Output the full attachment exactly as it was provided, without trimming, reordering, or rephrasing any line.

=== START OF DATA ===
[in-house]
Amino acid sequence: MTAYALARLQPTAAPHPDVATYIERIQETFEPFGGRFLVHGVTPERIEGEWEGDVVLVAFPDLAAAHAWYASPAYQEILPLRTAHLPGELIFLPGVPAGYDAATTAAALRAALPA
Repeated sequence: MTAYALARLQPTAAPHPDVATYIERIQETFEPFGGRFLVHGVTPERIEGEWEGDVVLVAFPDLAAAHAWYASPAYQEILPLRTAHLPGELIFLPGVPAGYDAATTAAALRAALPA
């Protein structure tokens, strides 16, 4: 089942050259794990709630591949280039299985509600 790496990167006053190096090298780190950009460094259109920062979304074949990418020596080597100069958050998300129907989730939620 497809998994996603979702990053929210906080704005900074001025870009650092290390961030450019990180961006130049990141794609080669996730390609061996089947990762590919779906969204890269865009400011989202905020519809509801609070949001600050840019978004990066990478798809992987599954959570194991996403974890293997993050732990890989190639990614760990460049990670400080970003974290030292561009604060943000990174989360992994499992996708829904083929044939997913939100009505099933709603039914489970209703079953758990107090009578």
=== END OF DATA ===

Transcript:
[in-house]
Amino acid sequence: MTAYALARLQPTAAPHPDVATYIERIQETFEPFGGRFLVHGVTPERIEGEWEGDVVLVAFPDLAAAHAWYASPAYQEILPLRTAHLPGELIFLPGVPAGYDAATTAAALRAALPA
Repeated sequence: MTAYALARLQPTAAPHPDVATYIERIQETFEPFGGRFLVHGVTPERIEGEWEGDVVLVAFPDLAAAHAWYASPAYQEILPLRTAHLPGELIFLPGVPAGYDAATTAAALRAALPA
């Protein structure tokens, strides 16, 4: 089942050259794990709630591949280039299985509600 790496990167006053190096090298780190950009460094259109920062979304074949990418020596080597100069958050998300129907989730939620 497809998994996603979702990053929210906080704005900074001025870009650092290390961030450019990180961006130049990141794609080669996730390609061996089947990762590919779906969204890269865009400011989202905020519809509801609070949001600050840019978004990066990478798809992987599954959570194991996403974890293997993050732990890989190639990614760990460049990670400080970003974290030292561009604060943000990174989360992994499992996708829904083929044939997913939100009505099933709603039914489970209703079953758990107090009578």